Asia Pacific

Placing her politics over her music, star Denise Ho defies China

AFP-JIJI

Denise Ho has been pulled from concerts, her records are banned in China and she has been smeared as “poison,” but the Cantopop star says standing with the Hong Kong pro-democracy movement outshines all the damage to her career.

The short-haired 42-year-old is a rare and instantly recognizable face among the masked crowds at this summer’s huge rallies.

She marches with the masses, gives outspoken television interviews calling for democracy and condemning alleged police brutality, drawing attention to the crisis in her city on a Twitter feed with nearly 250,000 followers.

It is a bold stance.

From actor Jackie Chan to billionaire magnate Li Ka-shing, most famous Hong Kongers have chosen silence or made cryptic middle-ground calls for peace as Beijing scours the landscape for critics.

But Ho, who went to Australia to spread the word about the protests before traveling to the United States, said she had “no regret” over her strident critiques of the mainland.

She believes artists who stay quiet have made bigger sacrifices. “They have lost total freedom of speech. As a Hong Konger, it’s my responsibility to stand up and stand with (the protesters). This is really not the time to think about your own career and personal benefits,” she added.

The movement, which is avowedly leaderless, has few figureheads — diluting the risk of infighting or the impact of arrests and harassment.

“Of course, because I am a public figure or celebrity, people recognize me,” said Ho at a recent event. But she explained: “There is really no leader, no particular organization leading the movement. And that’s the beauty of it, and that’s why this movement has been able to go on for such a long time.”

Initially sparked by opposition to a proposed law that would have allowed people to be extradited to mainland China for trial, the protests soon spilled out into a broader anti-government movement calling for democratic reforms.

The protests have become increasingly violent, and the weekend saw fires, tear gas and police beatings as a minority of hard-core protesters clashed with riot police in the city center.

Yet hundreds of thousands of people have also taken part in peaceful demonstrations across the city — including on Aug. 28, when Ho addressed a rally in central Hong Kong against alleged sexual violence by police.

“I see myself as one of the participants of this movement. Hopefully I can give some moral support to these young people, to let them know that they are not alone in this fight,” she said.

Ho is no stranger to activism — she made the leap from pop to politics five years ago during Hong Kong’s “Umbrella Movement,” calling on Beijing to allow fully free elections.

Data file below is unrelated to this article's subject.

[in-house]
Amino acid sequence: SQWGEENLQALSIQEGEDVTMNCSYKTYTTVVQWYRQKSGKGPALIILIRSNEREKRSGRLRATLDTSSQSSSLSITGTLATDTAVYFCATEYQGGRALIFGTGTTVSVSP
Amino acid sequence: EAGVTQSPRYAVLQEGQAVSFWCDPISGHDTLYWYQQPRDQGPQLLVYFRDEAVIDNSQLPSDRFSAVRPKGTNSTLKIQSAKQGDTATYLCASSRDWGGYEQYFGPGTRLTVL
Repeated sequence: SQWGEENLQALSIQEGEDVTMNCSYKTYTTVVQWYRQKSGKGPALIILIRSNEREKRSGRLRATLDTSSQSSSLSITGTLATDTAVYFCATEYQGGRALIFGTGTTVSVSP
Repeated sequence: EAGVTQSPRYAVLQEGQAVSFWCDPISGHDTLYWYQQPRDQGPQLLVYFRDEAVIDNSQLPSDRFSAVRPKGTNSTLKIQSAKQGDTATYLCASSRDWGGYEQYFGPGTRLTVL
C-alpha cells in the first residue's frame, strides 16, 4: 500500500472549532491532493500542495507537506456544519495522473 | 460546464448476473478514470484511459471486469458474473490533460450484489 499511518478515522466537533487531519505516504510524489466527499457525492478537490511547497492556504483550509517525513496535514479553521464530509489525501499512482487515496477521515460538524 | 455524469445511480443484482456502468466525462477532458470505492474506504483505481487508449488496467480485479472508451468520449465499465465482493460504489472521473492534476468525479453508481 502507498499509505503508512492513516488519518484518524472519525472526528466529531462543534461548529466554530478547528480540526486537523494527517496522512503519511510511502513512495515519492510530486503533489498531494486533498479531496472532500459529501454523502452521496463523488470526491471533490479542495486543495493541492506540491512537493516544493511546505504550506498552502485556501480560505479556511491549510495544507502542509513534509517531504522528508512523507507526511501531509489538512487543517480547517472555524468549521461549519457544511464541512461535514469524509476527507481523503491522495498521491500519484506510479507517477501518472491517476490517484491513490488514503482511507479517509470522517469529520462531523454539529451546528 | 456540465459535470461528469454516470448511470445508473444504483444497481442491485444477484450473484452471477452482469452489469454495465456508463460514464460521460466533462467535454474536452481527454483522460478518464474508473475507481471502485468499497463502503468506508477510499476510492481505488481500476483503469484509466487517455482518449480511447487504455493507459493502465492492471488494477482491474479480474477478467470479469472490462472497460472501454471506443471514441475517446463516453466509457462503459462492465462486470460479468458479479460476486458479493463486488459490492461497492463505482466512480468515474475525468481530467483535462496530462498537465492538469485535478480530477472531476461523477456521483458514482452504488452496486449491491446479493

That won her instant opprobrium in China — and her music a blanket ban.

She had been an international Cantopop star, her ballads released under the stagename HOCC, who enjoyed success on the Chinese mainland.

In addition to her music career she was a strident advocate for LGBT rights, having come out as gay in 2012, and also turned her hand to acting, appearing in a film by Hong Kong director Johnnie To.

She joined the Umbrella Movement when it erupted in September 2014, just a month after her last visit to mainland China.

Soon she joined pro-democracy protesters who occupied a central business district and was arrested when the site was dismantled more than two months later.

As her reputation for outspoken campaigning grew, in June 2016 French cosmetics giant Lancome canceled a promotional concert at which Ho was due to perform. The move sparked an outcry among Hong Kongers who said the decision was due to criticism from China’s state-run media, after the Global Times accused Lancome of cooperating with “Hong Kong poison” and “Tibet poison” — a reference to Ho’s praise for the Dalai Lama.

In July, Ho again infuriated Beijing by urging the U.N. rights council to put pressure on China over its “tightening grip” on semi-autonomous Hong Kong.

The city was returned to China from Britain in 1997 and enjoys far greater liberties than the mainland.

The Chinese government hit back, with a foreign ministry spokesman describing the singer as “delusional.”

But her activism has won new fans in Hong Kong. Ho is “so cool,” a protester at a recent anti-sexual violence rally said, adding “she sacrificed everything” for her beliefs.

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